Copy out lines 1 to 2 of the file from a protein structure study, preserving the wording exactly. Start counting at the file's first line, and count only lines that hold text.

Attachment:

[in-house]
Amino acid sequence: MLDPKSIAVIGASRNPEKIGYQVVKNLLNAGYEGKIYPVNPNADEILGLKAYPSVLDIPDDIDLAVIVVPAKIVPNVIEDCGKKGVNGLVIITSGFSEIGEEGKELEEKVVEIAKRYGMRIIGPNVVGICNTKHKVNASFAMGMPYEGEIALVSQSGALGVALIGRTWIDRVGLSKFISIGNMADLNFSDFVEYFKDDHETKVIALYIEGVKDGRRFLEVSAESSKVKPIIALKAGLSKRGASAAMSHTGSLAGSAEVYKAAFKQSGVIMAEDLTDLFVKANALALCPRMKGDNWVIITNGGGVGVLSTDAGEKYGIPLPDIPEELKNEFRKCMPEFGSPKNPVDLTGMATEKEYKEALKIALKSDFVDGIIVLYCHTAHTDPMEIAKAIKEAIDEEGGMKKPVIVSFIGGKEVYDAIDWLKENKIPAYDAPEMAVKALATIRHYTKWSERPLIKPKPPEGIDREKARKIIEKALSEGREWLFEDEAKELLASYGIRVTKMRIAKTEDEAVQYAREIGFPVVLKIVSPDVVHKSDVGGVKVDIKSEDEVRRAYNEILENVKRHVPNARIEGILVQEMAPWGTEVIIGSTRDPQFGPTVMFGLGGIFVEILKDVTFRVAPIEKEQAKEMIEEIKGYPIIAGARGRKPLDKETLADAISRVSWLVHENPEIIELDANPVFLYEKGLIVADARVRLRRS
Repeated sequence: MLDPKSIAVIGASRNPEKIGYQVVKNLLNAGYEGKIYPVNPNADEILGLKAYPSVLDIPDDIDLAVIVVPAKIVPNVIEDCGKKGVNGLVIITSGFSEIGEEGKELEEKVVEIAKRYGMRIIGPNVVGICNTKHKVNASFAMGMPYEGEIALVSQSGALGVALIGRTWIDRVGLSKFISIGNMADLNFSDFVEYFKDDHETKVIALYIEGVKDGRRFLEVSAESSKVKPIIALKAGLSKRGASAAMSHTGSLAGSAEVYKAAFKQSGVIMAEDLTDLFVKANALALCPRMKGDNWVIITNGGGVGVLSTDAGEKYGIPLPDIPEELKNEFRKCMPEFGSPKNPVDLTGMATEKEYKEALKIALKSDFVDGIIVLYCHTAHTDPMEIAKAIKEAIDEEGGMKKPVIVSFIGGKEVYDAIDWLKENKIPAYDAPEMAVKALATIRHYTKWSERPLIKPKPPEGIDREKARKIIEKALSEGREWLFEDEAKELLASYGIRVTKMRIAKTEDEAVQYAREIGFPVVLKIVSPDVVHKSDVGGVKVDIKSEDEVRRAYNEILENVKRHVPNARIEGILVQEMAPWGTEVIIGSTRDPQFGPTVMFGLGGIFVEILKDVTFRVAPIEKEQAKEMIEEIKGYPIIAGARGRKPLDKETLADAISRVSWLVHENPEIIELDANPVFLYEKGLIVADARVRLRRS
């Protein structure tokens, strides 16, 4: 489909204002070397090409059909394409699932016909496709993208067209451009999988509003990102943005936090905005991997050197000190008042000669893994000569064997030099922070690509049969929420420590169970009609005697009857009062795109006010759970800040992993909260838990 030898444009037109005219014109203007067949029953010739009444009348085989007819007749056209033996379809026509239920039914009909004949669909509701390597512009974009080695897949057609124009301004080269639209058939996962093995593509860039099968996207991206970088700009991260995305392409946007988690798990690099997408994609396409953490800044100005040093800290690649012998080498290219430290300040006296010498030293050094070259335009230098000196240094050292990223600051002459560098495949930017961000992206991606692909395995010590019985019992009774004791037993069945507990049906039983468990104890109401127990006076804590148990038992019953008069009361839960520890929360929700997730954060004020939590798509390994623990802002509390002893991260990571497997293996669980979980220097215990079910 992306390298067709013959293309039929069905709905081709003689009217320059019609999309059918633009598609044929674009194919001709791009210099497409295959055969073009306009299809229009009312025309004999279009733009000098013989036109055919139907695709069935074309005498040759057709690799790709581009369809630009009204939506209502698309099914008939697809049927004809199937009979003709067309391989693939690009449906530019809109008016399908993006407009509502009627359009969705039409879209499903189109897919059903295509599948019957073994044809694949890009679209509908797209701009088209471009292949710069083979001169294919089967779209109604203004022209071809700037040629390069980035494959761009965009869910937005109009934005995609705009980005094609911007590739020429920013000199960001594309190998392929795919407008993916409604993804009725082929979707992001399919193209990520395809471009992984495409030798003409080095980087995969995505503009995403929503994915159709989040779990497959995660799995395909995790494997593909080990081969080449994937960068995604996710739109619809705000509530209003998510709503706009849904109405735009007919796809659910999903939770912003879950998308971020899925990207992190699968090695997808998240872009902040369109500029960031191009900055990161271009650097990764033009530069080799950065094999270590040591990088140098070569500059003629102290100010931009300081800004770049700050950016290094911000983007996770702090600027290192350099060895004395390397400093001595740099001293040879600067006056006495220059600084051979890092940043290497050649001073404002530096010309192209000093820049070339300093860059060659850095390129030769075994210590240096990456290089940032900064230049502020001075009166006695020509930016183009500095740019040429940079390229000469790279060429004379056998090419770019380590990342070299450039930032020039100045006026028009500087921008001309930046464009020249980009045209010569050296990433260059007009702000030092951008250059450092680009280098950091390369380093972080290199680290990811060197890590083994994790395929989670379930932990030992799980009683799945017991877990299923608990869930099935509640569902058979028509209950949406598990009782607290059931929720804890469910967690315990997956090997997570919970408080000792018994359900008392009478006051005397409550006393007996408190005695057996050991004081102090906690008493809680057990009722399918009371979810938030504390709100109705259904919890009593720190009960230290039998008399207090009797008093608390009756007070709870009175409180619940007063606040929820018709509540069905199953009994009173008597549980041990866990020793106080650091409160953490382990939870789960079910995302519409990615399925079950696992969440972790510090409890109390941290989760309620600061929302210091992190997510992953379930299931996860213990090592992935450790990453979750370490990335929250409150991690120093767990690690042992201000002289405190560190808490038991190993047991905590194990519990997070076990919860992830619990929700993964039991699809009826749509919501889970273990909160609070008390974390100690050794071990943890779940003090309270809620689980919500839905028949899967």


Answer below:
[in-house]
Amino acid sequence: MLDPKSIAVIGASRNPEKIGYQVVKNLLNAGYEGKIYPVNPNADEILGLKAYPSVLDIPDDIDLAVIVVPAKIVPNVIEDCGKKGVNGLVIITSGFSEIGEEGKELEEKVVEIAKRYGMRIIGPNVVGICNTKHKVNASFAMGMPYEGEIALVSQSGALGVALIGRTWIDRVGLSKFISIGNMADLNFSDFVEYFKDDHETKVIALYIEGVKDGRRFLEVSAESSKVKPIIALKAGLSKRGASAAMSHTGSLAGSAEVYKAAFKQSGVIMAEDLTDLFVKANALALCPRMKGDNWVIITNGGGVGVLSTDAGEKYGIPLPDIPEELKNEFRKCMPEFGSPKNPVDLTGMATEKEYKEALKIALKSDFVDGIIVLYCHTAHTDPMEIAKAIKEAIDEEGGMKKPVIVSFIGGKEVYDAIDWLKENKIPAYDAPEMAVKALATIRHYTKWSERPLIKPKPPEGIDREKARKIIEKALSEGREWLFEDEAKELLASYGIRVTKMRIAKTEDEAVQYAREIGFPVVLKIVSPDVVHKSDVGGVKVDIKSEDEVRRAYNEILENVKRHVPNARIEGILVQEMAPWGTEVIIGSTRDPQFGPTVMFGLGGIFVEILKDVTFRVAPIEKEQAKEMIEEIKGYPIIAGARGRKPLDKETLADAISRVSWLVHENPEIIELDANPVFLYEKGLIVADARVRLRRS